All that being said, for one gallon batches it can take anywhere from a month to three months, although I’ve been lazy and let some sit for even longer.
      If you want, you can visit my one gallon mead and wine page for more details and a few videos!

      Enjoy brewing! Holler if you have any more questions and I’ll do my best to help!

      • Catherine on February 17, 2016 at 12:04 pm

        Thank you, Amber! I’m very excited. My husband and I brewed this recipe today along with a Scotch “60 Shilling” Ale. The Shilling should be ready for Saint Patrick’s Day. The mead is wedding present for our friends who are getting married in July.

        I will certainly follow your page. Also, I just started a twitter where I’ll be posting my brewing projects as well as beer and mead finds. @craftbeerkitty

        • Amber Shehan on February 17, 2016 at 2:46 pm

          Oooh, enjoy your ale! That sounds nice. I hope all goes well with the Chamomile Mead! What lucky friends you have. πŸ™‚ Following you on twitter now!

  4. L on February 18, 2016 at 9:18 am

    Thanks! Do you have a mead yeast you typically use? I’ve used champagne for a dry mead, but I’d like a bit sweeter result with this one.

    • Amber Shehan on February 19, 2016 at 9:30 am

      Oh, I use all sorts of yeasts! Champagne yeast makes the mead too dry for my tastes, too. Both Wyest and WhiteLabs put out tubes of “sweet mead yeast” that is excellent, but they’re sized for 5 gallon batches. I use a third of the tube in a one gallon batch, and will try to make three different brews at once to use up the whole tube! Bread yeast tends to be very active and makes dry meads, too. Wild yeast is a gamble, unless you work with a specific strain that you’ve isolated.

      Have fun, y’all!

  5. Ron on April 15, 2016 at 9:13 pm

    I’m making a 5 gallon batch. It’s been in about two weeks now. When do you rack to secondary. And when you do, do you transfer the tea leaves and vanilla beans?

    • Amber Shehan on April 15, 2016 at 10:15 pm

      I’ll usually strain out the chunks when I rack it over to aid in the clearing process, but I have left it in before a time or two. It makes for a bit more of a bitter brew to leave in these particular herbs!

      • Ron on April 16, 2016 at 3:46 am

        Thanks! I’m aiming for a sweeter tone batch this time around. I’ll rack now. I’d imagine the bitterness comes from the chamomile. Do you recommend transferring the vanilla beans into the secondary?

        • Amber Shehan on April 18, 2016 at 9:57 am

          I don’t see why not! The chamomile definitely contributes to the bitter…the vanilla pods add their own tannin qualities, though! πŸ™‚ I bet it’ll be delicious, Ron.

          • Kimberly on July 3, 2023 at 11:52 pm

            So excited to try this!
            When removing the chamomile and leaving in the vanilla bean when racking- would you recommend adding a new split bean instead of the current one? I’d like a heavier vanilla flavor but don’t know if this would be overkill. Also wasn’t sure if it’d pose a contamination risk.
            Thank you!

          • Amber Pixie on July 11, 2023 at 5:16 pm

            I think leaving the one bean in is fine, that’s what I’ve done! Also, vanilla beans are really pricy so I try to maximize their use. πŸ™‚ Cheers!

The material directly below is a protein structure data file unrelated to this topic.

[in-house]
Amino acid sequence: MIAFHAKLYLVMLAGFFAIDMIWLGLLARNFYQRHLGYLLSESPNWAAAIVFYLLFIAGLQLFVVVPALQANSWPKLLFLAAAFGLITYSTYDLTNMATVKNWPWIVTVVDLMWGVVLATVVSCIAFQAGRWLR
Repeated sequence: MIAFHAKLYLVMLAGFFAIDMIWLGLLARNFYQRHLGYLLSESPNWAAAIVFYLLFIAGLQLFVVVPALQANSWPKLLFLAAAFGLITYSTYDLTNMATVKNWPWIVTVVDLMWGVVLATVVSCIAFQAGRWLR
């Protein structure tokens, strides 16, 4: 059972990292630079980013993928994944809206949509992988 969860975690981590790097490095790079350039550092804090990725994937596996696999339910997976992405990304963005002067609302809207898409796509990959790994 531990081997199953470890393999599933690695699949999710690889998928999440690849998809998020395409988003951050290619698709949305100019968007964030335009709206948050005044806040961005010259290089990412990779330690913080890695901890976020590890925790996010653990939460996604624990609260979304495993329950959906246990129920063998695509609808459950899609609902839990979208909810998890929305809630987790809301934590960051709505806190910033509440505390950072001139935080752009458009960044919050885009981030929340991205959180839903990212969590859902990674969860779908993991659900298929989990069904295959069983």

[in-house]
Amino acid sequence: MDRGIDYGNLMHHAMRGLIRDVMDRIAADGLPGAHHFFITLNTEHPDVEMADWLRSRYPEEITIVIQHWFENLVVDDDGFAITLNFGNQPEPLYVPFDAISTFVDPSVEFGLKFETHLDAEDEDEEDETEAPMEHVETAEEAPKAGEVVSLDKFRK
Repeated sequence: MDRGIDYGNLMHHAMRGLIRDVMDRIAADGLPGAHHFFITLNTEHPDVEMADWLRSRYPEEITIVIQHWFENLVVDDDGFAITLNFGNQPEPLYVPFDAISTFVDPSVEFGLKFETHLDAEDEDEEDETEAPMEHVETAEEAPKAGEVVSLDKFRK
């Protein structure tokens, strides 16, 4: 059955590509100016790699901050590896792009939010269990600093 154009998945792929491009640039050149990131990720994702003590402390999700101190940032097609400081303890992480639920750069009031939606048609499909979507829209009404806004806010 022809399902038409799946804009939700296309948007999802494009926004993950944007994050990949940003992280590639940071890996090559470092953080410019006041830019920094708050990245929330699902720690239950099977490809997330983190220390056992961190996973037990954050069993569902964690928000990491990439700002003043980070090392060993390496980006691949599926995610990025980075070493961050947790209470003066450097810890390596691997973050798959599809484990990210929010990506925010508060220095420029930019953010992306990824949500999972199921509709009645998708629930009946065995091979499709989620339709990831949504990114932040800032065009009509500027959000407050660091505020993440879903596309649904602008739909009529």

6. Ron on April 15, 2016 at 9:19 pm

    Do you leave the chamomile and vanilla beans in the fermenter the entire 3 months?

  7. Erik on April 8, 2017 at 2:17 pm

    1) what ratios would you use to make larger batches or possibly even smaller ones. (1 part x to 2 parts y) sorta thing.
    2) if you use less honey in a one gallon batch say two lbs would that affect the fermentation time?

    • Amber Shehan on April 16, 2017 at 11:20 am

      I am so sorry for my delay in responding – I didn’t get notification of your comment for some reason!

      As far as smaller batches, I mostly just experiment. I sometimes use wide mouth canning jars with an airlock lid to make small wine batches. I use about a cup of sugar for really sweet stuff, sometimes less based on the herb or fruit I’m using.

      Most of the other sized recipes you’ll see out there are for 5 gallon batches, which is why I started this collection of small one gallon batch recipes. If you use less honey, you’ll end up with less alcohol, and so yes, less fermentation time but also less booze! πŸ™‚

  8. Glenn C on May 31, 2017 at 11:20 pm

    This recipe is great, I tweaked it a little bit and used some lavender flowers, and a little less honey for a one gallon batch, and wow. It leaves a flavor on the tongue a mead drinker is not accustomed to, but not in a bad way! Kudos!

    • Amber Shehan on June 1, 2017 at 1:36 pm

      Oh, lavender sounds like it could be a nice touch, although it is a thing I prefer to smell than to taste, myself! Yay, I’m glad it worked out for you, Glenn! Cheers! πŸ˜€

  9. Joselyn on June 16, 2017 at 2:43 pm

    Do you recommend dried chamomile flowers or fresh ones?

    • Amber Shehan on June 16, 2017 at 3:13 pm

      I used dried ones, their oils tend to be more concentrated and strong when they are dry. If you use fresh ones, you have to double the quantity!

  10. Dharma on January 17, 2018 at 10:21 am

    I’ve got two gallons brewing. I poured each gallon in with everything still in it. Flowers raisins and all. Its been a month and i still have a two-inch layer of wort on the top of each batch. Should I expect it to settle to the bottom and some point? or just plan on it staying this way? It’s still actively bubbling.